Very frustrating to have three picture-perfect prints in a row, then nothing but trouble. That old Cube3D was small, slow, and expensive to operate, but that little bugger just ran flawlessly year after year. I kind of miss it.

Suggestions and advice are greatly appreciated. I have 14 Raspberry Pi camera setups that need a home!

So I’ve got my wiping process sorted – center of the pad is Y182 whereas the off-the-shelf start code is 176-178 – kind of wondering if that variance is normal. My pad was also sticking way up out of the bracket thing. Had to actually remove it and trim the end to get it to sit flush. Seems sloppy to ship it that way.

Found the Z-offset commands (M501 / M851 / M500) and I know that’s in mm … setting was -0.98 but I have no clue what a normal “tweak range” might be. I played it safe and tried -0.99 with no luck. A fresh wipe-down with isopropyl and the material just skated off the plate without sticking at all.

It really seems like the problem is with your Z-offset. If it is in fact -.99 that is too far away from the bed. The closer you are to 0 the further you are from the bed. 0 is the top of the washer on the 4 corners of the bed. The lowest you can go is to the bed itself, which of course is too low. The point is your range is the thickness of the washers. The washers are 1.5 to 1.6mm thick. Mine measures to be approx. 1.6mm and I use a Z-offset of 1.45 to 1.35. I suggest you set your z-offset to a value around those and fine tune from there.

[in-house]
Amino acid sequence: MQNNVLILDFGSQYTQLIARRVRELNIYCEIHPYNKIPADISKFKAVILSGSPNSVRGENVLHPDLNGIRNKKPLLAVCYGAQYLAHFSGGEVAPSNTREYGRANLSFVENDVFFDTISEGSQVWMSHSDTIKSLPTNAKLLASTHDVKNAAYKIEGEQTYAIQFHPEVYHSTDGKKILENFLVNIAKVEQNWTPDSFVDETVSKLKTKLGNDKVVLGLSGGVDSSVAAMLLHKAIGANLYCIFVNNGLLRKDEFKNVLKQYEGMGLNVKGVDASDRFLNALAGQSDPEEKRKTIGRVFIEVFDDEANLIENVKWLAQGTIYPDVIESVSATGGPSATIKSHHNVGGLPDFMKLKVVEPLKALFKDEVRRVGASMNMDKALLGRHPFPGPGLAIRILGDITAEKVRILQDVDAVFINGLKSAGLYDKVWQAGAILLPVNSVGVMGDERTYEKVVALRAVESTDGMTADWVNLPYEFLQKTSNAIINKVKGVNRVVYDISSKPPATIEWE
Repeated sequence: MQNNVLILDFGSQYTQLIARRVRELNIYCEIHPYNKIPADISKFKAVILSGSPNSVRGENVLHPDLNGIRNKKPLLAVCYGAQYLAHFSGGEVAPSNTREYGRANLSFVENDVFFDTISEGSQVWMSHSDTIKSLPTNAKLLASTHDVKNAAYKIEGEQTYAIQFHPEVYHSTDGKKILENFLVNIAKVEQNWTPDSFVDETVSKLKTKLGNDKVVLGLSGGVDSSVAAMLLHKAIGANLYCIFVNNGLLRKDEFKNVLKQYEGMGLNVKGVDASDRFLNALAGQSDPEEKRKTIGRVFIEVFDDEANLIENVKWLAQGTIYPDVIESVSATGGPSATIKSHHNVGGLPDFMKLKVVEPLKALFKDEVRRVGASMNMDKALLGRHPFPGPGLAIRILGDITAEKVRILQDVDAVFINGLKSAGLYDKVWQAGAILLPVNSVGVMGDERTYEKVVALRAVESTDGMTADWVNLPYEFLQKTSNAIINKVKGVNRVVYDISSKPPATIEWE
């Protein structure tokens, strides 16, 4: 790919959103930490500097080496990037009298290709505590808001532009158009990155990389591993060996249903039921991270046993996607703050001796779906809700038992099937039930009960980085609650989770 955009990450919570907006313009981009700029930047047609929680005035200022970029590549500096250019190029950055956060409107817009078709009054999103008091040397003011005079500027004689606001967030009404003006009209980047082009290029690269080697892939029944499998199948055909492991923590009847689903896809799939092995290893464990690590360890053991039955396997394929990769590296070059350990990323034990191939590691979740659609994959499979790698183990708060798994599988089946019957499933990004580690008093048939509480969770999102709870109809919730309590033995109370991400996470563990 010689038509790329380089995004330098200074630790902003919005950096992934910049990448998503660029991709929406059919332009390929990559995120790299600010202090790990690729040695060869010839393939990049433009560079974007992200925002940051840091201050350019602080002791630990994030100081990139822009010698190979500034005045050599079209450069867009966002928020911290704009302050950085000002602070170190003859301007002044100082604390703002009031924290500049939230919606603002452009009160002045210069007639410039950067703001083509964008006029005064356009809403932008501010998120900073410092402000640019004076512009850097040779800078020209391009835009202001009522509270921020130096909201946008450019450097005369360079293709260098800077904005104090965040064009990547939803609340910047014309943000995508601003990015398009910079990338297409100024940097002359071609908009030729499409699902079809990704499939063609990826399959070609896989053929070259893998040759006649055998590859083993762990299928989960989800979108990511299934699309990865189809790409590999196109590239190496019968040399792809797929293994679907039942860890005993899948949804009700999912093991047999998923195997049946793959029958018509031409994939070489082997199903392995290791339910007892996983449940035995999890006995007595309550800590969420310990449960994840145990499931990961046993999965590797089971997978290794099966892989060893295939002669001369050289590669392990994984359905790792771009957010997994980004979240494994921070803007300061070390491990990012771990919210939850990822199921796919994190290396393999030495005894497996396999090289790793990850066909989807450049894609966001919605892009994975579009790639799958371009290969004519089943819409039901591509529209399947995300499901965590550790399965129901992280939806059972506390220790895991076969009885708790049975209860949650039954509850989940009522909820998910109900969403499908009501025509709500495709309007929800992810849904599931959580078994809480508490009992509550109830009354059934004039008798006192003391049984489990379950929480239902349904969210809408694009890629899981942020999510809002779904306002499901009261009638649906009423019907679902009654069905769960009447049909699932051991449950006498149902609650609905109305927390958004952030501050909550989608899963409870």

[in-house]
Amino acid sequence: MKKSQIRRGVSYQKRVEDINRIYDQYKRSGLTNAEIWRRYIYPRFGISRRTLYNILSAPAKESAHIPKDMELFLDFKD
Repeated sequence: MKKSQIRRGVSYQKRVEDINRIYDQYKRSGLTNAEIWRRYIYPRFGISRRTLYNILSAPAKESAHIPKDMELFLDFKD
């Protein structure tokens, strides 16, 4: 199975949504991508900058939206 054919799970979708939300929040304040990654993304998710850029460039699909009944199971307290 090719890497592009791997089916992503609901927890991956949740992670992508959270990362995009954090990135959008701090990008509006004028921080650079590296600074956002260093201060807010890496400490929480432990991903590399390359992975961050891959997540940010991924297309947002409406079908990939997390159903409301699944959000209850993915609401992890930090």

60C bed temp is normal for PLA. 60C seems to stick too well for me, I print PLA at 55C on my bed. I prefer printing my filament at a hotter temperature than a cooler one. If your filament can handle it crank it up! I print PLA at 230C.

Once you work out the nuances you’ll see it’s a good reliable machine!

Thanks. So you’re using a positive Z-offset? It makes sense that is added to Z 0, now that you say it. Default print height is 0.2mm, I think, correct?

Is it normal for Cura to print at a different temperature than the filament profile specifies? (210 vs 205, in my case.)

I anticipate printing with ABS due to UV resistance (surveillance camera cases), so I figured on some fine tuning, I was just surprised to have so much trouble out-of-the-box.

No, those numbers should’ve been negative, sorry. I think the default height goes to -1.2mm.
The values in Cura are values they found to work good and is generally safe. PLA is very forgiving and will work for a wide range.

Thanks. I meant what is the default layer height, but I’ve found it in the custom print settings (0.25mm).

Looks like that 210 temp is the first-layer temp. I bumped that up to 220 and regular layer temp to 215, slowed printing to 50, and set the Z-offset to -1.40 and still no luck. I read somewhere that 70% alcohol isn’t great for cleaning so I have some 99% coming in a couple days and I’ll try again.

I feel like not much filament is coming out right at the start, like it takes longer to get started than it should, it moves maybe 10 mm along that priming perimeter line before anything flows, and the start of the flow looks thin at first. Once it gets going the flow looks normal. Maybe I should look into tuning the priming?

This is a brand new mini 2? Not used? Not refurbished?